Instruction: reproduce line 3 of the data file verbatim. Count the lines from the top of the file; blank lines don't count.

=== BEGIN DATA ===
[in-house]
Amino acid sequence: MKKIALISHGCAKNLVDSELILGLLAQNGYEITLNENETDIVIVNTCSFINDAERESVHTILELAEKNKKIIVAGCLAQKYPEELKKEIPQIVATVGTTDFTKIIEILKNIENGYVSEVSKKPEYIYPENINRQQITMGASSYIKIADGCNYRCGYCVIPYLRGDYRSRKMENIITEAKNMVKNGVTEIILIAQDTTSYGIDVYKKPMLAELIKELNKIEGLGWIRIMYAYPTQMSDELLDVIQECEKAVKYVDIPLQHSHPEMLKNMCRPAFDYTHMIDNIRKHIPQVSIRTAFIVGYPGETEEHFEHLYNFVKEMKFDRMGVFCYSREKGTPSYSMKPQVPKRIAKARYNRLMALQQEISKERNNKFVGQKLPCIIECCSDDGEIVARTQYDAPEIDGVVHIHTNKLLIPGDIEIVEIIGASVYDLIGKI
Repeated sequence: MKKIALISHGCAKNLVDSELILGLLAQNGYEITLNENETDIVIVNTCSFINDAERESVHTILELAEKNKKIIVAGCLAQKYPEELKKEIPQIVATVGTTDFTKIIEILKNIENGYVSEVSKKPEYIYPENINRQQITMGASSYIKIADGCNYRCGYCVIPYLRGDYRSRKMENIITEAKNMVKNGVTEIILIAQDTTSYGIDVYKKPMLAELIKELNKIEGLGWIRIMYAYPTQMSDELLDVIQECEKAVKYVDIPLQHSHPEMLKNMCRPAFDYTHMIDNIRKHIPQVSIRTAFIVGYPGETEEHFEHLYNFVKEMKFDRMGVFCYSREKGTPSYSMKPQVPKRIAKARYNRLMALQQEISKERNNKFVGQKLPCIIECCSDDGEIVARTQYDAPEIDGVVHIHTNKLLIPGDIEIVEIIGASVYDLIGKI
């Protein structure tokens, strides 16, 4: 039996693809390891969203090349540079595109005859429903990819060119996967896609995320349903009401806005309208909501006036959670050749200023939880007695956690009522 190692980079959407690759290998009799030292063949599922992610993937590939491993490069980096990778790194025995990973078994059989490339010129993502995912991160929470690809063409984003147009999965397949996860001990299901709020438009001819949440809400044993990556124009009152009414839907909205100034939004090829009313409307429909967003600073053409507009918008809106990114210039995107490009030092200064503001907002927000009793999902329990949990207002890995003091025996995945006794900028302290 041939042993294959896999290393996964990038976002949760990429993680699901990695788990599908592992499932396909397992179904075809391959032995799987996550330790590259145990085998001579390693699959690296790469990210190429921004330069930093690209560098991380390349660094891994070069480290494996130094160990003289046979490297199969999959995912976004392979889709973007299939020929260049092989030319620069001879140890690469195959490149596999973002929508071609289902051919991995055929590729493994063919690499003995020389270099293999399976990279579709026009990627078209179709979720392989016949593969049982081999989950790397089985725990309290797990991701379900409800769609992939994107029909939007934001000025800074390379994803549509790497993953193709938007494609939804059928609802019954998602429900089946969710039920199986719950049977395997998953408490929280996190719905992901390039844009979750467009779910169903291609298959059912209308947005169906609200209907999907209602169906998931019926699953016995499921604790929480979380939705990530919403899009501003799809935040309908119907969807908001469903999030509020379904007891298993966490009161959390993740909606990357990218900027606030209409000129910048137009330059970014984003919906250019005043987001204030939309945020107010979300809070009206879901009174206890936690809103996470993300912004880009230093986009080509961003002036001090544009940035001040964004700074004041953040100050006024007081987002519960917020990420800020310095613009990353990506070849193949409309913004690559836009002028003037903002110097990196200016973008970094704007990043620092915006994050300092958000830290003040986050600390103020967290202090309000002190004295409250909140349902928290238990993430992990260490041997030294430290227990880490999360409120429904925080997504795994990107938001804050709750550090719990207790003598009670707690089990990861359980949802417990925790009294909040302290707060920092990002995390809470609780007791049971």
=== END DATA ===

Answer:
Repeated sequence: MKKIALISHGCAKNLVDSELILGLLAQNGYEITLNENETDIVIVNTCSFINDAERESVHTILELAEKNKKIIVAGCLAQKYPEELKKEIPQIVATVGTTDFTKIIEILKNIENGYVSEVSKKPEYIYPENINRQQITMGASSYIKIADGCNYRCGYCVIPYLRGDYRSRKMENIITEAKNMVKNGVTEIILIAQDTTSYGIDVYKKPMLAELIKELNKIEGLGWIRIMYAYPTQMSDELLDVIQECEKAVKYVDIPLQHSHPEMLKNMCRPAFDYTHMIDNIRKHIPQVSIRTAFIVGYPGETEEHFEHLYNFVKEMKFDRMGVFCYSREKGTPSYSMKPQVPKRIAKARYNRLMALQQEISKERNNKFVGQKLPCIIECCSDDGEIVARTQYDAPEIDGVVHIHTNKLLIPGDIEIVEIIGASVYDLIGKI